RCMP say B.C. fugitives died in what appears to be suicides by gunfire

RCMP have confirmed the two bodies found in northern Manitoba last week are B.C. homicide suspects Kam McLeod and Bryer Schmegelsky, and the two died in what appears to be suicides by gunfire.

The bodies were found Wednesday, ending a 15-day cross-country search for the two men from Port Alberni, B.C.

Mounties had expressed confidence that the bodies belong to the men, but officers were not able to confirm the identities until autopsies were completed by the Manitoba medical examiner.

On Monday, B.C. RCMP said the autopsies suggest both McLeod and Schmegelsky were dead for several days before they were found, but the exact time of their deaths is not known.

B.C. RCMP spokesperson Dawn Roberts said the duo had been alive for a few days since they were last seen in July, and during the extensive search efforts near Gillam, Man.

Police said two firearms were found near the bodies. Forensic analysis is underway to confirm whether these weapons are connected with the northern B.C. homicide investigations.

The search for McLeod, 19, and Schmegelsky, who would have turned 19 on Aug. 4, covered 11,000 square kilometres in northern Manitoba alone — an area larger than Jamaica.

The two men are suspects in the deaths of a young couple and a botanist, killed within days of each other in northern B.C. last month. They had all been taking summer road trips.

UBC lecturer Leonard Dyck, 64, was found dead on a highway pullout on July 19. A burned-out camper truck believed to be driven by McLeod and Schmegelsky was found in the vicinity.

Australian Lucas Fowler, 23, and American Chynna Deese, 24, had been found dead days earlier next to Fowler’s blue Chevy van at the side of the Alaska Highway — hundreds of kilometres from where Dyck would be found. The couple had been shot.

McLeod and Schmegelsky, who told their families they were going to Whitehorse in search of work, were initially believed to be missing after the camper truck was found. RCMP named them suspects in the three killings on July 23, warning the public they were armed and dangerous.

Gruelling search in northern Manitoba

A nationwide search for the fugitives ramped up after a Toyota RAV4, later confirmed to have belonged to Dyck, was found scorched near Fox Lake Cree Nation on July 22. RCMP believe the suspects had been driving the vehicle.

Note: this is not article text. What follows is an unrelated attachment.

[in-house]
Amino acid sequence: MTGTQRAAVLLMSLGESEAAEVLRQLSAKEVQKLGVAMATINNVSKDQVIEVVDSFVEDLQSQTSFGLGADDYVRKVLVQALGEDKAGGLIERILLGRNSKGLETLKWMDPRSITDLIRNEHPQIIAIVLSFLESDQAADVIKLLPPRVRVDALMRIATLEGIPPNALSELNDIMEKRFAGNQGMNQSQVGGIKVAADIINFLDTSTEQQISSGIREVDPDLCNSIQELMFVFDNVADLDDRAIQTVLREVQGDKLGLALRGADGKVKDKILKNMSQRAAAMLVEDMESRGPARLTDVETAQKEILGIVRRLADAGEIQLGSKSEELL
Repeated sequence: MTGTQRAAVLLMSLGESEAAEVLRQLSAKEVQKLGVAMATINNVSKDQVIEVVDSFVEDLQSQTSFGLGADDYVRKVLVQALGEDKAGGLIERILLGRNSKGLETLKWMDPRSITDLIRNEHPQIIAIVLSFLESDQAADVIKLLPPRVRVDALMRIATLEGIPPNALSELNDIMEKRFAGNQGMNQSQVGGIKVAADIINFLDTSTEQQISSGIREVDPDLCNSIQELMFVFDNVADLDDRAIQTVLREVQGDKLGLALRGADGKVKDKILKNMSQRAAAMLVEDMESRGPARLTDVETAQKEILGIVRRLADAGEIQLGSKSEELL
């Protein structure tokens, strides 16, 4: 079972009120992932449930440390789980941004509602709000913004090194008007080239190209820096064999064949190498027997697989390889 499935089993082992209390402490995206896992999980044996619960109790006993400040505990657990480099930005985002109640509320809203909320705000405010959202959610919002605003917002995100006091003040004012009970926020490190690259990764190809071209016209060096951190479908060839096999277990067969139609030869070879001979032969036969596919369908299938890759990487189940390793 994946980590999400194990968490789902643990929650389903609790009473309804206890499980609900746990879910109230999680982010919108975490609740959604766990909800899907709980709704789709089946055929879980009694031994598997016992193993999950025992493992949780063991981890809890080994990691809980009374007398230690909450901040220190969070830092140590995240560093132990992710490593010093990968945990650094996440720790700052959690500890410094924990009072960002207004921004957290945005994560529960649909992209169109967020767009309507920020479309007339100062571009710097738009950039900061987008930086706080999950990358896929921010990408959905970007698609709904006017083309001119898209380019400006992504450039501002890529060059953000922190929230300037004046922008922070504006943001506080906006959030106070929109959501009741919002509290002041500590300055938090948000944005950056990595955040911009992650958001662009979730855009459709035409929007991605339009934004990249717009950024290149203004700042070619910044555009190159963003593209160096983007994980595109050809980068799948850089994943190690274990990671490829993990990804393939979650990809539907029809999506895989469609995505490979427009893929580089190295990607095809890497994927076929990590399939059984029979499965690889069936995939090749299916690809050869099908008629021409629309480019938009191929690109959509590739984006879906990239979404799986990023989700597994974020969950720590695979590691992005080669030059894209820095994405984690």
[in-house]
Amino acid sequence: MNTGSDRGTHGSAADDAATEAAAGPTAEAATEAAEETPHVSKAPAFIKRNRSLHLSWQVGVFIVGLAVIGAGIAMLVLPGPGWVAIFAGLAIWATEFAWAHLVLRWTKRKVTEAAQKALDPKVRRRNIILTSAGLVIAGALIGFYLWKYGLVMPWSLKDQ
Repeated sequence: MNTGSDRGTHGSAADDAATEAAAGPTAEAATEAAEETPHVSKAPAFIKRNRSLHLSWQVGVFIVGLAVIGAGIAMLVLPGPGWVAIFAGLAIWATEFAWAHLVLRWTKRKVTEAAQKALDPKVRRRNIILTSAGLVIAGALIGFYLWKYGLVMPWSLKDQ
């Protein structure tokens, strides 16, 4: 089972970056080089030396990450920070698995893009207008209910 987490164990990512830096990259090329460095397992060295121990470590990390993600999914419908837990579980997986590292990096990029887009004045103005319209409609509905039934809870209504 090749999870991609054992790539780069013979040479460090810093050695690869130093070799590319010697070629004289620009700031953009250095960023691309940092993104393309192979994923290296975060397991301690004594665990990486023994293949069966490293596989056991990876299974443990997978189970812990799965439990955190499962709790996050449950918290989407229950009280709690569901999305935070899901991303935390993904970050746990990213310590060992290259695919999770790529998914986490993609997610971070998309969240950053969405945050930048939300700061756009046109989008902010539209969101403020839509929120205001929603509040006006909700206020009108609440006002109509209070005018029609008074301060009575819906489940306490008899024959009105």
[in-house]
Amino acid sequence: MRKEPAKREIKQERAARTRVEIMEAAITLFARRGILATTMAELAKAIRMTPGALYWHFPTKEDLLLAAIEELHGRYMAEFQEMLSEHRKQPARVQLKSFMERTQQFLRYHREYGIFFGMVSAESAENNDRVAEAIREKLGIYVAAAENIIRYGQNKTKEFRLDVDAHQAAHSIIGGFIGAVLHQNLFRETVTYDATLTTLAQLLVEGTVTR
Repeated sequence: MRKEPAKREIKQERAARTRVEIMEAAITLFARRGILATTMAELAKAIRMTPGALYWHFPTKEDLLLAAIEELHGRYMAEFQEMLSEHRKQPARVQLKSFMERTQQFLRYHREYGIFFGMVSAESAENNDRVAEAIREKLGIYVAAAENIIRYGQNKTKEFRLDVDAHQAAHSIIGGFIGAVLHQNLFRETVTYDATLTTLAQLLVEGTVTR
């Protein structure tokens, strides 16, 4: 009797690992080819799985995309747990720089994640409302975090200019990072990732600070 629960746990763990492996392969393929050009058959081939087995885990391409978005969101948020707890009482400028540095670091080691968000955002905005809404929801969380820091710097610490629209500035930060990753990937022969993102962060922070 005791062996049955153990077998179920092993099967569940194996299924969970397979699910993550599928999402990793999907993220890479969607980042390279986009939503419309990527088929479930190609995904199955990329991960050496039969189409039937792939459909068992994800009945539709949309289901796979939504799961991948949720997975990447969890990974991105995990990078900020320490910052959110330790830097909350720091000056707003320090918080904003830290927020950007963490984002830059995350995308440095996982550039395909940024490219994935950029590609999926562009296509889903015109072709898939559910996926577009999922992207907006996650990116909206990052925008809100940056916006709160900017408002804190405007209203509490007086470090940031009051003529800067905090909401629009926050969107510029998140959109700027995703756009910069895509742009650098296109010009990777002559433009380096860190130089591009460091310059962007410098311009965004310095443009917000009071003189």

The gruelling search had Mounties and Canadian military trawling unforgiving Manitoba backcountry riddled with boggy swamps and clouds of insects. The hunt left many locals afraid to leave their homes, threw quiet communities into the international media spotlight and transfixed Canadians across the country.

Investigators received more than 1,000 tips during their search. RCMP announced they were scaling back the operation after nine days of unsuccessful efforts on July 31. But two days later, a damaged boat and several personal items linked to the fugitives were found along Manitoba’s Nelson River, which flows between Gillam and Fox Lake.

That discovery led officers to the bodies. The remains were discovered eight kilometres northeast of where the RAV4 was found and one kilometre from where the personal items were located.

Manitoba RCMP Sgt. Paul Manaigre said the search was punishing.

“We were describing it over the last couple of weeks as being some pretty dense bush and some pretty remarkable terrain — in my opinion that’s almost an understatement,” said Manaigre, who participated in police searches after the bodies were found.

“It was incredible. The steep hills, you’ve got a fast moving river with very little riverbank.… It’s unimaginable how … you could traverse that type of area.”

Manaigre said a motive for the B.C. killings is still unknown.

“That’s going to be the biggest puzzle to solve in this investigation,” he said. “And we hope we can get some answers on that question.”

Dawn Roberts of the RCMP said investigators are working tirelessly on these unanswered questions.

“Our investigators are committed to determining as much of that as possible, and we’re hopeful that looking at everything now … respecting we may never have a full understanding with regards to motive.”

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